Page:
Finjan's Malicious Code Research Center has uncovered a half of gigabyte of stolen data from US Healthcare organizations and from a major airline on crimeware servers in Argentina and Malaysia.
A representative of Finjan stated:
"Hackers incorporated sophisticated attacks using crimeware toolkits, Trojans, and Command and Control servers to drive traffic from a specific region with specific characteristics. The increase in web attacks is skyrocketing with industry figures that include a growth of more than 200% of web-based malware with an increase of more than 800% in backdoor and password-stealing malware."
This is obviously a major case of data theft and I feel this is the knockout blow that might force our government to start imposing some strict laws around compliance for security related issues. It would be nice to see something like HIPPA compliance drive places that house medical data towards requirements around Attack & Penetration assessments, code reviews, data at rest/in-transit analysis, etc.
Everytime I go to the doctor, I look at their wireless devices, their Citrix into legacy apps, etc. and just shudder. Apparently it's even easier than I would've thought as a half a gigabyte of medical records would seem to be a large amount. I think you've all seen my numerous comments on airline security, so I won't even broach that this early in the morning.
For the full press release, read below.
>>>>>>>>>>>>>>>>> News Release >>>>>>>>>>>>>>>>> Finjan Discovers more than 500 Mb of Stolen Medical, Business and Airline Data on Crimeware Servers in Argentina and Malaysia
In its latest Malicious Page of the Month report, Finjan unveils medical, business and airline data stolen and traded by cybercriminals using targeted campaigns San Jose, CA, USA, June 18th, 2008 - Finjan Inc., a leader in secure web gateway products, today announced its discovery of a server controlled by hackers (Crimeserver) containing more than 500Mb of premium data. The data included healthcare and business related data, as well as personal identifiable information (stolen Social Security Numbers). This data is part of the premium offering that the cybercriminals operating the Crimeservers were selling to the highest bidder online.
The compromised data came from all around the world and contained information from individuals, businesses, airlines and healthcare providers. The report contains examples of compromised data that Finjan found on the Crimeserver, such as:
- Compromised medical related data of hospitals and publicly owned healthcare providers
- Compromised business related data of a U.S. airline carrier
- Identity theft (stolen Social Security Numbers)
Some of the implications of stolen medical and patient data include: illegal and/or bogus treatments; obtaining prescription drugs for the purpose of selling them; loss of health coverage for the victimized patient; inaccurate records of victimized patients, which could result in incorrect and potentially harmful treatments. Healthcare providers could also face potential HIPAA violations or breach of general data protection legislation.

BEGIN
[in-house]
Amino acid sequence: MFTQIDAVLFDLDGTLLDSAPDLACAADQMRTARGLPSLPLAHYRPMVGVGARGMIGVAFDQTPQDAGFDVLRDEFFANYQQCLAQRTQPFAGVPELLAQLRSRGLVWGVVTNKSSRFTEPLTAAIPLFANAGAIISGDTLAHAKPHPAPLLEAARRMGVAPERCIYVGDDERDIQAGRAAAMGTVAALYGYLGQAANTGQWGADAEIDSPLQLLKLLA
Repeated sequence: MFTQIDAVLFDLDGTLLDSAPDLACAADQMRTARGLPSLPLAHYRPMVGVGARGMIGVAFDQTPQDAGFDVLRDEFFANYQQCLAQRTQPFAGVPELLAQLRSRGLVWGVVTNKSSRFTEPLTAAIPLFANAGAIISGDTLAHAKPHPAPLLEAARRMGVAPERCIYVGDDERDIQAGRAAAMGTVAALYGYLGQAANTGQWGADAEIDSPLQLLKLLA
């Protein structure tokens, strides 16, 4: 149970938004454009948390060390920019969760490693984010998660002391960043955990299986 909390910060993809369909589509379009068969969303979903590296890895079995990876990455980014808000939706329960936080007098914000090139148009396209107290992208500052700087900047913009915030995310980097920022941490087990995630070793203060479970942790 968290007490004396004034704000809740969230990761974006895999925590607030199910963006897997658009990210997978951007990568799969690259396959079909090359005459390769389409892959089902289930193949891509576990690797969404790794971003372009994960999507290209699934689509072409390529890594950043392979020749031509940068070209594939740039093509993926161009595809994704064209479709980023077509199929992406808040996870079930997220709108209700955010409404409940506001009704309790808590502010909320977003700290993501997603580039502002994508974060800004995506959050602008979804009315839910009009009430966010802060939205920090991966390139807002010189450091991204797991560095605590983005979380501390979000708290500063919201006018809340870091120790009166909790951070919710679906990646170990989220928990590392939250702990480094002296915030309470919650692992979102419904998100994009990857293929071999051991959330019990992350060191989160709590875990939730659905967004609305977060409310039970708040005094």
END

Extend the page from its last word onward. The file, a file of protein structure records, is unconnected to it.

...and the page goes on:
Finjan's Malicious Code Research Center (MCRC) detected a Crimeserver operated by cybercriminals who used campaigns to steal data. These campaigns consisted of highly sophisticated attacks, incorporating Crimeware toolkits, Trojans and Command and Control (C&C) servers to drive traffic from a specific region, with specific characteristics.
"This report illustrates the latest development in cybercrime. It shows the business cycle of data collecting and trading by today's cybercriminals. Crimeware infecting PCs is a serious business problem that has far-reaching consequences, such as impacting the security of businesses and patients around the world," said Yuval Ben-Itzhak, CTO of Finjan. "We see that cybercriminals go after premium data that they can trade for substantial profit. The increase in Web-based attacks is staggering. Industry figures include a growth of more than 200% of Web-based malware, with an increase of over 800% in backdoor and password-stealing malware, illustrating that sensitive corporate and medical are at risk."
According to Finjan, the fact that sensitive business, patient and personal data were compromised in a timeframe of less than one calendar month underscores the necessity for enterprises and organizations to have a comprehensive security technology in place that provides effective protection against these sophisticated threats.
The compromised data and the Crimeserver applications were detected using Finjan's patented active real-time code inspection technology while diagnosing users' Web traffic.
The research is described in detail in Finjan's latest "Malicious Page of the Month" report released today. To download the report, please visit http://www.finjan.com/mpom